Thanks for responding.
A few comments about process.
First, this is an iterative process, not an all in one do everything at the same time operation.
First, the crossover issues is to resolved and corrected. It is not some step in the room correction process.
And a NECESSARY part of the crossover configuration is the signal alignment of the sources.
Please describe the issues apparent with the crossover. My apologies that it is not clear to me that there are issues by looking at the measurement results.
My mains are capable to 40 Hz, so that is not a limiter. I took sub+mains sweeps with the crossover at 40-80 Hz in 10 Hz increments. A crossover setting of 70 Hz produced the visually smoothest response (with no or at most 1/24th smoothing).
What is the proper method for determining the crossover frequency? I will gladly read a reference source if you could point me to one.
Phase alignment of sub to mains: I have read of a few ways to do this. One is using the group delay plots, but these are usually too noisy to properly judge at the low frequencies a crossover is at. My experience was similar.
I adjusted the sub phase until the sub+mains SPL was loudest when playing a sine wave at the crossover frequency (70 Hz). Comparing frequency sweeps at 0, 90 and 180 degrees confirmed 180 gave the visually smoothest results.
Again, I would gladly read a reference source for the proper way to do this if my approach is not appropriate (e.g. I'm not trying to ask you to write paragraphs in response - I recognize responding in detail is time consuming).
After that is done, then focus on the modal behavior.
And please loose the FR smoothing. We are not trying to sell this or to make things 'look' nice. Instead we WANT to know the detailed issues that are obscured by smoothing! (Sorry, not angry with you, but seeing this predilection with smoothing remain an almost universal fixation with folks who claim that they want to identify and resolve problems in the process of obscuring them grows old...)
First map the space. The mapping of the region can be done via waterfalls, or if you are not comfortable with this, perhaps more easily by the playing stepped tones (in REW) in order identify modes and to then identify the location of regional peaks and nulls. Assuming L/R symmetry, explore the region about the desired listening position, both forward and backward from the current position, in order to determine the location least subject primarily to modal nulls, and then to a lesser degree to peaks. A problem avoided by relocation is much easier than attempting to utilize brute force.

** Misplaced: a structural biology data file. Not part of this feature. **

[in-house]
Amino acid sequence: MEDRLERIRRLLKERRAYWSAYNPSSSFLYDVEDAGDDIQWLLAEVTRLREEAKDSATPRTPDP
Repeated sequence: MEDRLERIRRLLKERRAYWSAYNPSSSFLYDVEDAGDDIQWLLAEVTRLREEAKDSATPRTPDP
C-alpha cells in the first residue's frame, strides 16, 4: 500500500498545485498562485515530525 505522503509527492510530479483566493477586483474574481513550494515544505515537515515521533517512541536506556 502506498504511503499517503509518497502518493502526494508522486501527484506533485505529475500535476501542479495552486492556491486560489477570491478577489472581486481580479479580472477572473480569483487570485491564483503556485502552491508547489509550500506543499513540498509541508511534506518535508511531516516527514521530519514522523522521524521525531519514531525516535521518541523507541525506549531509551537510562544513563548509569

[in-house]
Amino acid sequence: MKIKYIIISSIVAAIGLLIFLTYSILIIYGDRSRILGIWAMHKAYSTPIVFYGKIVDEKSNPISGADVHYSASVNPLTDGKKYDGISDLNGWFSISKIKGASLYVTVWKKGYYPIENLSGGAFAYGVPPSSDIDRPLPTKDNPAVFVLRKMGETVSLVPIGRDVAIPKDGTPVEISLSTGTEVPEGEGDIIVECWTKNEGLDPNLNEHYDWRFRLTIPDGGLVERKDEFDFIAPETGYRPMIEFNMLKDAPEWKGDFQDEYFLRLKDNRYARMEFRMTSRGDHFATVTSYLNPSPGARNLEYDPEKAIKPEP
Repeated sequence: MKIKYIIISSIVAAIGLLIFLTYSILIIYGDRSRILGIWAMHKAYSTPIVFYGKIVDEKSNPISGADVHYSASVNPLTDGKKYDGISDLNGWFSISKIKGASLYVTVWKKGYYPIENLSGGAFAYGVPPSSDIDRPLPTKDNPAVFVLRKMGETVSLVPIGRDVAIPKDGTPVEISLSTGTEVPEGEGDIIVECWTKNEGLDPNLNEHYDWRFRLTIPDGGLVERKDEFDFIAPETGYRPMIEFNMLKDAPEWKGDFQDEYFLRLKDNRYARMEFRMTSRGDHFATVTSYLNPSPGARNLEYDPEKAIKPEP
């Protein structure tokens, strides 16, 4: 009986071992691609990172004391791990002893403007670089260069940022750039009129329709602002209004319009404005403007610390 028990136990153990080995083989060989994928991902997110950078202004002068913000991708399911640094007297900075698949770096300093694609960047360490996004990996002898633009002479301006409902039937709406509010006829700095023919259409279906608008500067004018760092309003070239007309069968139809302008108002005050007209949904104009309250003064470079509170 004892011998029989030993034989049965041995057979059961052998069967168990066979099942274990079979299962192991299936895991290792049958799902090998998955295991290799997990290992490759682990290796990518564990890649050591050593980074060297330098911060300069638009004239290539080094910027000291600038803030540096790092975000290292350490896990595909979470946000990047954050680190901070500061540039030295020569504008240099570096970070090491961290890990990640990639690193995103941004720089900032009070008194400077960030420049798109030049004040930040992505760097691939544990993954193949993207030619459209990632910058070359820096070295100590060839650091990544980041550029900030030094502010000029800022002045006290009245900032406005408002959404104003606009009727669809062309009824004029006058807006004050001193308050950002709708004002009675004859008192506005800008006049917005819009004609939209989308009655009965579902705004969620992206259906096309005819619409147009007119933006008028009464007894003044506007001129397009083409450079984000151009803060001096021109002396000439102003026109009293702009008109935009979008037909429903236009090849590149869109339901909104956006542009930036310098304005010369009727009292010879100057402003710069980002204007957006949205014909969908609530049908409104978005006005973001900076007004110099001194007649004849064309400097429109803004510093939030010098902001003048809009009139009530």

Then you will want to employ 'pink fluffy' Superchunk style porous corner traps featuring 6mil or greater faced fronts. And then after bass traps are installed and the space remeasured, one may then choose to employ limited EQ to mitigate the PEAKS (only, and then only up to 3dB) for modal peaks below 80 Hz.
Heh, I understand your frustration with smoothing. I only used some because otherwise the High frequency response is unusable; 1/3 seems to be standard for above ~250 Hz and below that none or 1/24th? I guess I should have broken it into 2 different plots.
I did this when selecting a location for the subwoofer but limited myself to the frequency response graphs. Will this not show peaks/nulls?
I have not experimented with relocating the mains. I will do so. I also have port plugs coming that will grant more placement flexibility for the mains (they have a rear port).
Unfortunately, bass traps are likely a no go. This is a multipurpose space, not a dedicated theater and the WAF is not there.
After all of this is done, THEN individual ETC responses are derived for each source.
You will want to resolve each of the high gain sparse indirect energy arrivals into their vector paths and point of incidence.
A couple quick observations about the ETC above....aspects that can provide a quick indication of potential issues.
First, is the direct arrival REALLY at ~35 ms, or 39.6 FEET from the source speaker?!? I suspect not.
Thus, depending upon the method you intend to use to resolve the vector paths, you might want to consider using the hardware loopback correction for system propagation delay so that the arrival times displayed are accurate.
Also, you have quite a few significant sparse (isolated) high gain 'reflections' relative to the surrounding space, as well as a at least 4 Very significant late arriving indirect returns.
But becoming overly concerned with specifics aside from the basic configuration of the ETC process at this point is premature. Now just focus on configuring the platform in anticipation of the measurements to be performed with the mic remaining in the same precise position (a position 'marked' so that it can be Precisely re-established at any point in time later).
I was using a loopback cable. The receiver has 14' distance for the mains in it (which matches the distance measurements), but even with that (14' receiver delay + 14' actual propagation delay), as you indicated, it does not add up to 35 ms. I should have noticed this and investigated. Perhaps I was using the loopback incorrectly. I'll have to play with this more when the time comes.
Regarding mic position, yes, I will have to break out the plumb bob and painters tape as you advised in another thread.
Also, when you do post results, please post the REW .mdata files.
It was attached (hence my references to it in the text).